Stoichiometry, molecularity (the actual number of molecules colliding) and reaction order only coincide necessarily in elementary reactions, that is, those reactions that take place in just one step. Stoichiometry (sometimes called reaction stoichiometry to distinguish it from composition stoichiometry is the Calculation of Quantitative (measurable Molecularity in Chemistry is the number of colliding molecular entities that are involved in a single Reaction step. See also Rate equation The Order of reaction, in Chemical kinetics, with respect to a certain Reactant is defined as the power The reaction equation for elementary reactions coincides with the process taking place at the atomic level, i. e. n molecules of type A are colliding with m molecules of type B (n plus m is the molecularity).

For gases the rate law can also be expressed in pressure units using e. g. the ideal gas law. The ideal gas law is the Equation of state of a hypothetical Ideal gas, first stated by Benoît Paul Émile Clapeyron in 1834

By combining the rate law with a mass balance for the system in which the reaction occurs, an expression for the rate of change in concentration can be derived. A mass balance (also called a material balance is an application of Conservation of mass to the analysis of physical systems For a closed system with constant volume such an expression can look like

$\frac{d[C]}{dt} = k(T)[A]^{n'}[B]^{m'}$

## Temperature dependence

Main article: Arrhenius equation

Each reaction rate coefficient k has a temperature dependency, which is usually given by the Arrhenius equation:

$k = A e^{ - \frac{E_a}{RT} }$

Ea is the activation energy and R is the gas constant. The Arrhenius equation is a simple but remarkably accurate formula for the temperature dependence of the Rate constant, and therefore rate of a chemical reaction The Arrhenius equation is a simple but remarkably accurate formula for the temperature dependence of the Rate constant, and therefore rate of a chemical reaction In Chemistry, activation energy, also called midnight energy, is a term introduced in 1889 by the Swedish scientist Svante Arrhenius, that is defined Relationship with the Boltzmann constant The Boltzmann constant kB (often abbreviated k) may be used in place of the gas constant by working Since at temperature T the molecules have energies given by a Boltzmann distribution, one can expect the number of collisions with energy greater than Ea to be proportional to $e^{\frac{-E_a}{RT}}$. Temperature is a physical property of a system that underlies the common notions of hot and cold something that is hotter generally has the greater temperature WikipediaWikiProject Probability#Standards for a discussion of standards used for probability distribution articles such as this one A is the pre-exponential factor or frequency factor. See also Arrhenius equation In Chemical kinetics, the preexponential factor or A factor is the pre-exponential constant in the Arrhenius equation

The values for A and Ea are dependent on the reaction. There are also more complex equations possible, which describe temperature dependence of other rate constants which do not follow this pattern.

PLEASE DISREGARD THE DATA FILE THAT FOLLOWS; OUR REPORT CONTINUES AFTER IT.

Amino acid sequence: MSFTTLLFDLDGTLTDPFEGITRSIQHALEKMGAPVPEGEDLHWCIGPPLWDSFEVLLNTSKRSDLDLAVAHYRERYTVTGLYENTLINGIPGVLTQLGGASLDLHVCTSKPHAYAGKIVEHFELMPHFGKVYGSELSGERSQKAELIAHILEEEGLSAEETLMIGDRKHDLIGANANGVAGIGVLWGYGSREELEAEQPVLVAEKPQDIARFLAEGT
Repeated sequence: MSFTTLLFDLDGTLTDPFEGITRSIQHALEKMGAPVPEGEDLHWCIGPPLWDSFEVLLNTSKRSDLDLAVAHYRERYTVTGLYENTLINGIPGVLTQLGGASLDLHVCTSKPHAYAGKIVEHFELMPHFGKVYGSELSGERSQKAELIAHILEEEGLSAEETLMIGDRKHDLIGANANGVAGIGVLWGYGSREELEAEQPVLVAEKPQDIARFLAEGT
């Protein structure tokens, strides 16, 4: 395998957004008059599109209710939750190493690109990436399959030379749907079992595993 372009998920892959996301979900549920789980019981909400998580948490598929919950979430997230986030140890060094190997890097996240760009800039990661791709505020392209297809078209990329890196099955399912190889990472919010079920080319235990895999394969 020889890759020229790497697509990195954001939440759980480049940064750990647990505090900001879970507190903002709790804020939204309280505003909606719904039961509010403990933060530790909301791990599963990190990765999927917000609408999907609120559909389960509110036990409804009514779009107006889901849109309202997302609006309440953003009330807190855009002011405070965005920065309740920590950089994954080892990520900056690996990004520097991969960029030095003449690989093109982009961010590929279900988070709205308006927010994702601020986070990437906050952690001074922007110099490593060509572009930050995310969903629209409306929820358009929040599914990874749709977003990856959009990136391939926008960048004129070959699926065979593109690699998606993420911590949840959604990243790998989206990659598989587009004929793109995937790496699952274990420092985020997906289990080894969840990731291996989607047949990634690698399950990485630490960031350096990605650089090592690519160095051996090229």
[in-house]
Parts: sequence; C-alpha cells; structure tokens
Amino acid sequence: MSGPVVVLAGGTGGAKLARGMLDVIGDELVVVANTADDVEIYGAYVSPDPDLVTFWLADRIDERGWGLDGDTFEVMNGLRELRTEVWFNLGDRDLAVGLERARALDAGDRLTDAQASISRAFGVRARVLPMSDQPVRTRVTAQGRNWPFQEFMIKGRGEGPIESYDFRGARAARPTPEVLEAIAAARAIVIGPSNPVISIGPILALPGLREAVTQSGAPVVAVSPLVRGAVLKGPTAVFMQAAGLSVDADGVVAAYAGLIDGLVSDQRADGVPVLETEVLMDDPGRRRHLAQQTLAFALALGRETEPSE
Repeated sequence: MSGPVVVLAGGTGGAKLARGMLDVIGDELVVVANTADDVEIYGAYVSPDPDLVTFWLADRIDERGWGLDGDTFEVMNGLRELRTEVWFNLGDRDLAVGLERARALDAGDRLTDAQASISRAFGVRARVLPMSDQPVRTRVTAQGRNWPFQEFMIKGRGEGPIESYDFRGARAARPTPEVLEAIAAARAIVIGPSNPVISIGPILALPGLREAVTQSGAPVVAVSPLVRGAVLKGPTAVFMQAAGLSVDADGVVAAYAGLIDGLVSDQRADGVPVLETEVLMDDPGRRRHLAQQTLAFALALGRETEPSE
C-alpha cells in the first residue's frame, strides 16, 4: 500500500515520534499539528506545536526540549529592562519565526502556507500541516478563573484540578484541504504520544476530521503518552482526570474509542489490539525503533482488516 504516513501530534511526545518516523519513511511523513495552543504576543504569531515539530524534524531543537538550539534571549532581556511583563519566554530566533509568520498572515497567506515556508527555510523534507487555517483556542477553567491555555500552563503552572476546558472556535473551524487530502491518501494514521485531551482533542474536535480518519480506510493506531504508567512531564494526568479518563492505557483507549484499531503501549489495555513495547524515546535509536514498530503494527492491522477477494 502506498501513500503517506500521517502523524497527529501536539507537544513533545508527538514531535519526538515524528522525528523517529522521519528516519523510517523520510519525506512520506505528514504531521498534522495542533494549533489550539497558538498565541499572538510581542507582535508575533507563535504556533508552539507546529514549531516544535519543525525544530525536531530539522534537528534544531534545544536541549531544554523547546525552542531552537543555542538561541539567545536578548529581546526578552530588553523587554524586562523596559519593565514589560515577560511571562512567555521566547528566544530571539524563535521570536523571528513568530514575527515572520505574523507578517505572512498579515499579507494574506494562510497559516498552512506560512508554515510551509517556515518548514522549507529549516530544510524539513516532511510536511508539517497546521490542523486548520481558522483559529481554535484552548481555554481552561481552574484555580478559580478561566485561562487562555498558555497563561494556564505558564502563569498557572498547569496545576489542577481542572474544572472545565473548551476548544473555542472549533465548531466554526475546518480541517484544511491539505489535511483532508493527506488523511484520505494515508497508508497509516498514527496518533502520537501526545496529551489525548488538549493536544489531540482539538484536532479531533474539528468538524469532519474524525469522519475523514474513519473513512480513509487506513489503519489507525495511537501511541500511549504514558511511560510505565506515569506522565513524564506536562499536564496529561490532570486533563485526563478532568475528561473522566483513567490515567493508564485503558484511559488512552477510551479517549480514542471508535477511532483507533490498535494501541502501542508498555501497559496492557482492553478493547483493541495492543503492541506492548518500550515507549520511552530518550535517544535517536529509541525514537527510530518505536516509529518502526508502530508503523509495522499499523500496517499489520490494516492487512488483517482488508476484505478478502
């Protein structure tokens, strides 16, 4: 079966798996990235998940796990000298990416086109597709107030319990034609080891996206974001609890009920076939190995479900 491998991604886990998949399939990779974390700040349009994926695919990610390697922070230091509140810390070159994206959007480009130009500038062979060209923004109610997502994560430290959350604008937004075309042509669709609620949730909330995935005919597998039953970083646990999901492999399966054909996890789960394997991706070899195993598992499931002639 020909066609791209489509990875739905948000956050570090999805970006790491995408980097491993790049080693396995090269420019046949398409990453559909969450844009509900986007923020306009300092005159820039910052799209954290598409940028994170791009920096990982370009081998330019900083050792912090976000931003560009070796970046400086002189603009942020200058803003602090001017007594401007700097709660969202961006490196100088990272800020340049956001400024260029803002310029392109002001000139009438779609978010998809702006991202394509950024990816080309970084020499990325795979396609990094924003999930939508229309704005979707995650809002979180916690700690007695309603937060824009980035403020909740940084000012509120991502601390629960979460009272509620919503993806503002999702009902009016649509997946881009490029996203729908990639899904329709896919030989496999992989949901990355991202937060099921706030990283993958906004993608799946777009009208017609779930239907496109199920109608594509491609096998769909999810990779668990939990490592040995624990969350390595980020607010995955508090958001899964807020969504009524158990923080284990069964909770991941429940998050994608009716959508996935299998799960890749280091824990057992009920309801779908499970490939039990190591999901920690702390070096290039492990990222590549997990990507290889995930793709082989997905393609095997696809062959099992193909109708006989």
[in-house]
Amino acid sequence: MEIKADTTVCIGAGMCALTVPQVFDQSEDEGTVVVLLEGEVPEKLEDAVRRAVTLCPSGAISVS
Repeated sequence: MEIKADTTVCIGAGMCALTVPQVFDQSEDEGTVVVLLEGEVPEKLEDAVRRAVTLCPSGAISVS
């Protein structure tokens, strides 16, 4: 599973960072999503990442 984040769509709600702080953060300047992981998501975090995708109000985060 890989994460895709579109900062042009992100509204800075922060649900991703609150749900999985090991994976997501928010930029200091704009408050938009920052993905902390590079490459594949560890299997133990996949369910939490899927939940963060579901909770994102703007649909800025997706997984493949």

## Pressure dependence

The pressure dependence of the rate constant for condensed-phase reactions (i. Condensed matter physics is the field of Physics that deals with the macroscopic physical properties of Matter. e. , when reactants and products are solids or liquid) is usually suffficiently weak in the range of pressures normally encountered in industry that it is neglected in practice.

The pressure dependence of the rate constant is associated with the activation volume. For the reaction proceeding through an activation-state complex:

$A + B \rightleftharpoons |A \cdots B|^{\ddagger} \rightarrow P$

the activation volume, $\Delta V^{\ddagger}$, is:

$\Delta V^{\ddagger} = \bar{V}_{\ddagger} - \bar{V}_A - \bar{V}_B$

where $\bar{V}$ denote the partial molar volumes of the reactants and products and $\ddagger$ indicates the activation-state complex.

For the above reaction, one can expect the change of the reaction rate constant (based either on mole-fraction or molal-concentration) with pressure at constant temperature to be:

$-RT \left(\frac{\partial ln k_x}{\partial P} \right)_T = \Delta V^{\ddagger}$

In practice, the matter can be complicated because the partial molar volumes and the activation volume can themselves be a function of pressure.

Reactions can increase or decrease their rates with pressure, depeding on the value of $\Delta V^{\ddagger}$. As an example of the possible magnitude of the pressure effect, some organic reactions were shown to double the reaction rate when the pressure was increased from atomospheric (0. 1 MPa) to 50 MPa (which gives $\Delta V^{\ddagger}$=-0. 025 L/mol)[3].

## Examples

For the reaction

$2H_2 (g) + 2 NO(g) \rarr N_2 (g) + 2 H_2O (g)$

The rate equation is:

$r = k [H_2]^1[NO]^2 \,$

The rate equation does not simply reflect the reactants stoichiometric coefficients in the overall reaction: it is first order in H2, although the stoichiometric coefficient is 2 and it is second order in NO.

In chemical kinetics the overall reaction is usually proposed to occur through a number of elementary steps. Not all of these steps affect the rate of reaction; normally it is only the slowest elementary step that affect the reation rate. For example, in:

1. $2 NO \ \overrightarrow\longleftarrow \ N_2O_2$ (fast equilibrium)
2. $N_2O_2 + H_2 \rarr N_2O + H_2O$ (slow)
3. $N_2O + H_2 \rarr N_2 + H_2O$ (fast)

Reactions 1 and 3 are very rapid compared to the second, so it is the slowest reaction that is reflected in the rate equation. The slow step is considered the rate determining step. The orders of the rate equation are those from the rate determining step.